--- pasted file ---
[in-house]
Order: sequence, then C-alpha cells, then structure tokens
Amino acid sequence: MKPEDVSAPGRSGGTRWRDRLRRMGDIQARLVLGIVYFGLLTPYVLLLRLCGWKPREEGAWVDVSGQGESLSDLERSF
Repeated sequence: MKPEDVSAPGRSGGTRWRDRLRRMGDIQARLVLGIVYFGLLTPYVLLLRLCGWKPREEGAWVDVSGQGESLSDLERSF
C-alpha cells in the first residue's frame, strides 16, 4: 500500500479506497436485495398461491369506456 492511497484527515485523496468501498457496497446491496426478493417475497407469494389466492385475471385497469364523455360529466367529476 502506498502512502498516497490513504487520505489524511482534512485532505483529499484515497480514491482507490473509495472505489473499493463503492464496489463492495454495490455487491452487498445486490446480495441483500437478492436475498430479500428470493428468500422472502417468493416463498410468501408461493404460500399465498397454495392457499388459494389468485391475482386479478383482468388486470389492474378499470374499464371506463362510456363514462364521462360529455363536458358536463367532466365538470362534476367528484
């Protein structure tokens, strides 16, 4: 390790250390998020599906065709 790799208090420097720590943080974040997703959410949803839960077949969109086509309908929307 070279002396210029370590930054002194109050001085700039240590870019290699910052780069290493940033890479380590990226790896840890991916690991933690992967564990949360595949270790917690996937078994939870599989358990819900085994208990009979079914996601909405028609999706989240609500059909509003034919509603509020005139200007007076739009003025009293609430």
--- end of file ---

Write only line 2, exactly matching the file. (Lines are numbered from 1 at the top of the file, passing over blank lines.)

Order: sequence, then C-alpha cells, then structure tokens